Is Buying This Duplex Possible?

7 Replies

Hi BP. I found a duplex for $75k that I really like, and the numbers work out perfectly, but there's just one problem... I am a college student with no income, so the banks won't give me the time of day, and it would be hard to refi out of a hard money loan with no income. I really want to buy and hold this one rather than wholesale it, do I have any options?

I've thought about partnering, and I found a partner who was willing to put the $15,000 down, but he wants to know where the debt and security was coming from. Is it smart to get a hard money loan? Will I be able to refi out of it? Can my partner do anything to help me while still splitting the deal ? (He has money)

I guess the ultimate question here is, I want to buy and hold this duplex... What are my options?

As Caleb said, you would need a co-signer for the loan.  If your potential partner will fill that role, it makes the partnership more valuable to you.

In regards to "is it smart to get a hard money loan", if the numbers make sense you and don't have better options.  Hard money loans are not cheap, so if you are able to get the money from another source that is smarter.  If you are not able to get the money cheaper, and even at the hard money rates (under a pessimistic scenario where everything is over budget and takes twice as long as you expect) make sense, it is a smart decision.

You also said that you have no income, but you are a wholesaler.  If you have been actively wholesaling, you have income even if its not W-2 income.  Banks simply want to see that you have a history of self-employment income (generally 2 years) in those cases, but shopping around you might find a community bank willing to bet on you.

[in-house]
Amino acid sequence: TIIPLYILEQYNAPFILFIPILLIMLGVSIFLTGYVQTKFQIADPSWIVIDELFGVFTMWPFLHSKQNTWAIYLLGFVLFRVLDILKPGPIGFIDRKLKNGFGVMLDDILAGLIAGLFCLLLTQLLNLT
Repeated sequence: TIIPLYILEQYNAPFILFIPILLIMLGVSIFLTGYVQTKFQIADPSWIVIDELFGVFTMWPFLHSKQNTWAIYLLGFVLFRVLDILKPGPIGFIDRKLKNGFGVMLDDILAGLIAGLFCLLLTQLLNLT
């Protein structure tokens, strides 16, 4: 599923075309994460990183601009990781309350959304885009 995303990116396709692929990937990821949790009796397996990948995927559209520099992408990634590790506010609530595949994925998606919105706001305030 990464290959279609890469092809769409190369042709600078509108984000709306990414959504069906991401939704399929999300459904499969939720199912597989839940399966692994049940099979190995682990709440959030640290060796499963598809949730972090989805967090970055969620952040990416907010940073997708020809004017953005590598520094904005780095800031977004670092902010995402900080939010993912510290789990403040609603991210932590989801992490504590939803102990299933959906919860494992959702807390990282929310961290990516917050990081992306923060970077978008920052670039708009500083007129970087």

From the unconventional side of the house...I have bought several owner-carry properties (am rehabbing one now), and I have sold on a lease option a couple of times.

1.  You could ask the owner to finance for you.  You make arrangements with the seller for them to be the bank for you.  I have had my title company set the numbers up, and handle the deed and the payments, plus the tax paperwork at the end of the year.

2.  You could ask if they would be willing to allow you to rent to own, where you give a down payment and they increase the rent a bit to  increase their profit on the deal and at the same time increase the amount of the equity you gain. At some time in the future that you both agree upon (2-5 years) you can either refinance with a bank loan or decide that you aren’t going to buy, so you walk away from your equity and your down payment.

3. Wait. Save up, take an extra job, work for the down payment funds. This deal will likely pass by in this time, but another one will be out there. 

You mentioned hard money... does this mean the property needs some work?  How much do you think the work will cost?

There are commercial lenders that will do the refinance for you, usually in an LLC. Some of them don't care about income at all, as long as the asset has good cashflow.

@Nghi Le  

@Nghi Leundefined

Do you have any reccomendations for lenders who don't look at income? Keep in mind that this is a duplex so it would not be considered a commercial property.

Best,

@James Gleeson

The term commercial might be misleading; it could mean either the property type or a business intent.  I'll message you about the lenders.

Find a partner if the deal is as good as you say it shouldn't be too difficult. Remember, 20% of a great deal is better than 100% of the deal you have now. Also ask the seller to carry a note, never hurts to ask.